Cut the butter into 1/2-inch cubes. Dump the flour, sugar, and salt into the bowl of a stand mixer fitted with the paddle attachment (or in a large bowl, if mixing the dough by hand). Mix for a second or two to blend the dry ingredients. Add the butter and then, running the mixer on low (or by hand with two knives or a pastry cutter), work the mixture until it's crumbly and the largest pieces of butter are no bigger than a pea (about 1/4 inch).
The butter should remain cold and firm. To test it, pick up some butter and pinch it between the thumbs and forefingers of both hands to form a little cube. If the butter holds together as a cube and your fingers are not greasy, then the butter is still cold enough. If your fingers look greasy, put the bowl in the refrigerator for 15 minutes to firm up the butter before adding the water.
As the mixer turns on low (or tossing with a fork if mixing by hand), sprinkle the cold water evenly over the flour and butter. Work the dough until it just pulls together as a shaggy mass.
To roll out the dough for a double-crust pie
Cut the dough in half and pat each piece into a thick flattened ball (see photos). Lightly flour your work surface and tap one of the dough balls down with four or five taps of the rolling pan. Begin rolling from the center of your dough outward. Stop the pressure 1/4 inch from the edge of the dough. Lift the dough and turn by a quarter and repeat the rolling until the dough is at least 12 inches in diameter. Be sure to re-flour the work surface if your dough is sticking.
It may feel strange not to, but don't chill the dough yet. Shape it into two disks and start rolling; you can chill the dough once the pie is assembled. This method is unconventional, but author Carolyn Weil says that ultimately you get the most tender result because you don't have to struggle with a disk of chilled, hard dough.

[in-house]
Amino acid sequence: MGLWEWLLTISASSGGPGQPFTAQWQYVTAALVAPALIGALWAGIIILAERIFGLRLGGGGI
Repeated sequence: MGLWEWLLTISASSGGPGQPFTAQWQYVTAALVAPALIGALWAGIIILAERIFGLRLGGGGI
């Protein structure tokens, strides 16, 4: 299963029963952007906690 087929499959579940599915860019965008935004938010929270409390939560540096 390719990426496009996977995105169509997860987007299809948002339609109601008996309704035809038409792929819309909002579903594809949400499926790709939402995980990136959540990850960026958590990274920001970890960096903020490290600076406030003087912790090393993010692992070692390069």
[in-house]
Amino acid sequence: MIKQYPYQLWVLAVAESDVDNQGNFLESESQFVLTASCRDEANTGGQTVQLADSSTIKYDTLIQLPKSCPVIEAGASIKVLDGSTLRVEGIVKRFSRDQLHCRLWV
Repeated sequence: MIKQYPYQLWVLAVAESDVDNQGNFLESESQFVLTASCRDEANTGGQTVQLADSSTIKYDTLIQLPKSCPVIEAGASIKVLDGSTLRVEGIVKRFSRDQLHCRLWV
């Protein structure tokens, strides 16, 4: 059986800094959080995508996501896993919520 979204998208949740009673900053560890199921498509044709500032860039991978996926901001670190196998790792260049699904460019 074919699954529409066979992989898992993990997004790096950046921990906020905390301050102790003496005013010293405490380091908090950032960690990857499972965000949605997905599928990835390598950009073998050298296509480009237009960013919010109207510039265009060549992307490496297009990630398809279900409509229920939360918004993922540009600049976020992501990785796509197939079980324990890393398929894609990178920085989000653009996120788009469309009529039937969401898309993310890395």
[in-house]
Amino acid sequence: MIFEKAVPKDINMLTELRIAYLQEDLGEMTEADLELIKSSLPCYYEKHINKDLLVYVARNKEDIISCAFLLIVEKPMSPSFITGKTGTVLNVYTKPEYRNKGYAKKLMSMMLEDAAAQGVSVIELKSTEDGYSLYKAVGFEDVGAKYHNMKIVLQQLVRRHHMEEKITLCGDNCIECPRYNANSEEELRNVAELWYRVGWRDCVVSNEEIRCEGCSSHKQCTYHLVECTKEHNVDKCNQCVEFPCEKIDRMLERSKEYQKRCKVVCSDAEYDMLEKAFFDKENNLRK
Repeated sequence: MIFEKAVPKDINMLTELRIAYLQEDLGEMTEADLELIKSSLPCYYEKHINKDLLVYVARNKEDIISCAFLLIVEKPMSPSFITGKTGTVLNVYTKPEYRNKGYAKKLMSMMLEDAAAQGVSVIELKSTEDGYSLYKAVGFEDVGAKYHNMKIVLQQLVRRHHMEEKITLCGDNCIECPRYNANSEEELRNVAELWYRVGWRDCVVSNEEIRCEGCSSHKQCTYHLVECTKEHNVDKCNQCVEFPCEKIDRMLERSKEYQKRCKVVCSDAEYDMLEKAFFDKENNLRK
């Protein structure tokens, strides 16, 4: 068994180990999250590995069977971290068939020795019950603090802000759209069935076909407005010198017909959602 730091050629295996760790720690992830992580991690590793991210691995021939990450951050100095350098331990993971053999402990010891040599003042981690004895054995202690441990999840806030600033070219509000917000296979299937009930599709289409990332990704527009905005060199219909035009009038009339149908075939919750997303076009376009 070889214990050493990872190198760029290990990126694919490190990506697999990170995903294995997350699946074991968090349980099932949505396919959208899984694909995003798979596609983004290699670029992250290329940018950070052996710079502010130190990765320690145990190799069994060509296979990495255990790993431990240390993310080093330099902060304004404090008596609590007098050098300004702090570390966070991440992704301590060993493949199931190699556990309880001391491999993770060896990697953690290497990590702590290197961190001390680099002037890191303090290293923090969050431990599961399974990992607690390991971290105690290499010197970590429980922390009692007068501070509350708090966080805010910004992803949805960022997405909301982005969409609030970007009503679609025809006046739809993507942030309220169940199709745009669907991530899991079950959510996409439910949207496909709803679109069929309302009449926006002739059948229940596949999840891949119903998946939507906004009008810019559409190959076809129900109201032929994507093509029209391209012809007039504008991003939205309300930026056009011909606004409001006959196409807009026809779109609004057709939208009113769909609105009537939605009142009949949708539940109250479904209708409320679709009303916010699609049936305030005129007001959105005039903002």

Feel free to flour the surface, and slide that dough around. Having your dough stick is worse than using too much flour, most of which can be brushed off after rolling anyway. After every few strokes of the rolling pin, free the dough from the surface by sliding and turning it.
Using a pot lid or a circle of cardboard as a template, trim the dough to form a 12-inch round (this should give you a 1-1/2-inch margin all around your 9-inch pie pan). Fold the dough in half, slide the outspread fingers of both hands under the dough, and gently lift it and transfer it to the pie pan. Unfold and ease the dough round into the bottom of the pie pan without stretching it.
Roll out the other dough ball and cut a second 12-inch round to be used as the top crust.
nutrition information (per serving):
based on eight servings double crust;
sat fat g
Photo: Martha Holmberg